Teaching Your Child about Stranger Safety

Not long ago we had a very scary reality check about stranger danger, kidnapping, and human trafficking. One of those you don’t think it will ever happen to you moments that make you really take a step back and think about how you have been approaching the issue with your children. All I want is my children to be safe, become strong honest individuals, and reach their dreams. In today’s scary world that is becoming harder than ever.

Teaching Your Child about Stranger Safety

With so many reports of people being approached, children being grabbed, and bad things happening it is hard to scan your facebook feed or turn on the TV without seeing a report. Often these reports hit closer and closer to home. Now is a vital time to teach your children about strangers and how to protect themselves.

Books about stranger danger

Set a good example for your kids on being aware of your surroundings

Distraction is a huge issue today. Everyone has a phone in their hand scanning Facebook, twitter or playing on snap chat. You will be hard-pressed to find a parent at the park sitting on the bench without one. It is so easy for someone to wait for your attention to be on your phone instead of your child. Put the phone down.

Teach your child to do the same. You will not be at your child’s side forever and when the time comes they need to know to stay aware of those around them. A distracted child is easy to grab before they have time to react and protect themselves. Teaching your child to put down devices, remove headphones, and watch for danger could save their life.

Avoid confusion on the usual saftey tips

Children can get confused really easy when we send mixed signals. Clear directions that children can take literally is the best way to help your child avoid confusion that makes them struggle to decide on what to do.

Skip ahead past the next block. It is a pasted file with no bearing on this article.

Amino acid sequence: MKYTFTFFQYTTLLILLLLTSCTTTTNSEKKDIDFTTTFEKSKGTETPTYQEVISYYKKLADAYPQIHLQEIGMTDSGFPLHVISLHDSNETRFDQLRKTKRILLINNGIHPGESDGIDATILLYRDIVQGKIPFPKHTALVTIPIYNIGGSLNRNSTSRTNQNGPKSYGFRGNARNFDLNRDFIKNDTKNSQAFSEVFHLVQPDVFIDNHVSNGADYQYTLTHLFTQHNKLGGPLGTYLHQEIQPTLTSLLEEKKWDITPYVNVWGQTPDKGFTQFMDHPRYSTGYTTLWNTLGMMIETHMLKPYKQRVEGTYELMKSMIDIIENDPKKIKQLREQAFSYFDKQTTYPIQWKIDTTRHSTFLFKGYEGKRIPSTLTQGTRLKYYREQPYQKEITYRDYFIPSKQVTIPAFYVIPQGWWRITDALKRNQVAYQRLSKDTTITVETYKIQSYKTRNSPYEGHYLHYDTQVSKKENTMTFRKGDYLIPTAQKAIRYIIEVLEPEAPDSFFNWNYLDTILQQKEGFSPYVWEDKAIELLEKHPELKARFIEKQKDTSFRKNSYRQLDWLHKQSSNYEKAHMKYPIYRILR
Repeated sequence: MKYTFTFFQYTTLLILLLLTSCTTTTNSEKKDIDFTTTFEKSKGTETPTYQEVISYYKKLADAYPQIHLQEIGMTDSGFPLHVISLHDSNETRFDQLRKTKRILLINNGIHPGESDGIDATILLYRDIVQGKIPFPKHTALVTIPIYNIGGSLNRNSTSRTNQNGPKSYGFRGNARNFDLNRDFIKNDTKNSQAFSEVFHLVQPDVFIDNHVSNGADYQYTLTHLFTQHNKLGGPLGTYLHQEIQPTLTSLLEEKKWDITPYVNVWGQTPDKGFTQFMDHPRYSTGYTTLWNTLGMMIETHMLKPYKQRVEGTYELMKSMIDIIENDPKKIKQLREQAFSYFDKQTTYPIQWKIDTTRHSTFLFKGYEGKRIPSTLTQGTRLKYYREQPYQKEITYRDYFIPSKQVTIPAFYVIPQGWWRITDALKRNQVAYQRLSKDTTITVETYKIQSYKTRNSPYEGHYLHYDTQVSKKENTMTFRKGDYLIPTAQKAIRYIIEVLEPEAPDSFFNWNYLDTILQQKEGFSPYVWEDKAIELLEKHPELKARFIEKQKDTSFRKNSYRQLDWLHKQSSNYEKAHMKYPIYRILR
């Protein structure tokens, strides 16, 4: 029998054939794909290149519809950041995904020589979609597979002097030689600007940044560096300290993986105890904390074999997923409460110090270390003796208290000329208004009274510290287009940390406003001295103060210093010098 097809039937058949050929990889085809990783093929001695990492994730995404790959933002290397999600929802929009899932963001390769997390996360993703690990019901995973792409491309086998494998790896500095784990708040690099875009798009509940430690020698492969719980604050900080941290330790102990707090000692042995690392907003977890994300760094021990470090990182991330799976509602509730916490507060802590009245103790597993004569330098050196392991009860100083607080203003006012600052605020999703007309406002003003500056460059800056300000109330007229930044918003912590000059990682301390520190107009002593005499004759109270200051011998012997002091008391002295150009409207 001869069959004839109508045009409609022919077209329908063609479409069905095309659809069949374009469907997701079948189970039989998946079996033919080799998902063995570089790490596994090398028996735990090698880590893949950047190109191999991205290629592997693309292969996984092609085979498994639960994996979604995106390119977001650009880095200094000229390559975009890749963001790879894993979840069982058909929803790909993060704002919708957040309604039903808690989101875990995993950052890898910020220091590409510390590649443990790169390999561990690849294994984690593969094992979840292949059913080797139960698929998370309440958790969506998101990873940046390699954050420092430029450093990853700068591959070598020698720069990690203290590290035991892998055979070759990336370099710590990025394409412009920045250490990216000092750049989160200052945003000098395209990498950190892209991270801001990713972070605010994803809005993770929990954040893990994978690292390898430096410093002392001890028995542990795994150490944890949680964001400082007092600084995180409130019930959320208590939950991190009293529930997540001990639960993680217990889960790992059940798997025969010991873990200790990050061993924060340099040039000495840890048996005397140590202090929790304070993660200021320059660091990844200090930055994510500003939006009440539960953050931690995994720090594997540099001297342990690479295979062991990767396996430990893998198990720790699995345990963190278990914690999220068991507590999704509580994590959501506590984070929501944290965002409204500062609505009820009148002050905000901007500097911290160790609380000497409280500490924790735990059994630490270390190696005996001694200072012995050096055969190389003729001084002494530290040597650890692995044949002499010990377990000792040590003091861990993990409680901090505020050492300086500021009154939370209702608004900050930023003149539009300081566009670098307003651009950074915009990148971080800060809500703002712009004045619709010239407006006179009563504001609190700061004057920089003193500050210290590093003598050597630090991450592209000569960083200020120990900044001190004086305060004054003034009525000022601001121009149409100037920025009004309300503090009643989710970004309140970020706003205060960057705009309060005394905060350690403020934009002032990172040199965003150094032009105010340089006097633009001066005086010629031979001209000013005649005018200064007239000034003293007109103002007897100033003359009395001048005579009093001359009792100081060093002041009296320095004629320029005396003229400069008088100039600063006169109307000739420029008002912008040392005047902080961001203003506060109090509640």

Instead of telling your child “Don’t take candy from strangers.” Tell them not to take anything from anyone without asking you first. This helps your child understand that they can’t accept a toy, pet, or anything else they are offered without talking to you first. This also helps deal with the commonly mixed signal parents send to children when they say don’t take candy from strangers then turn around and take them door to do to ASK STRANGERS for candy.

Be clear about boundaries with your child. When a parent says “Stay where I can see you” they leave that open to interpretation. Children do not know where you can see and will often go further. When asked why they simply reply they did not know mom and dad could not see them. Instead set a clear boundary like don’t go where you can not see me, or even better stay in this area and come tell me if you want to go to another area so we can go together.

Protect your child when they are away from you.

Your child will not always be at your side. Even if you choose to homeschool like we do your child will have activities and such that take them away from you at some point of another. This can be a good thing as kids need to learn independence as they grow older. Keeping them safe is your first priority.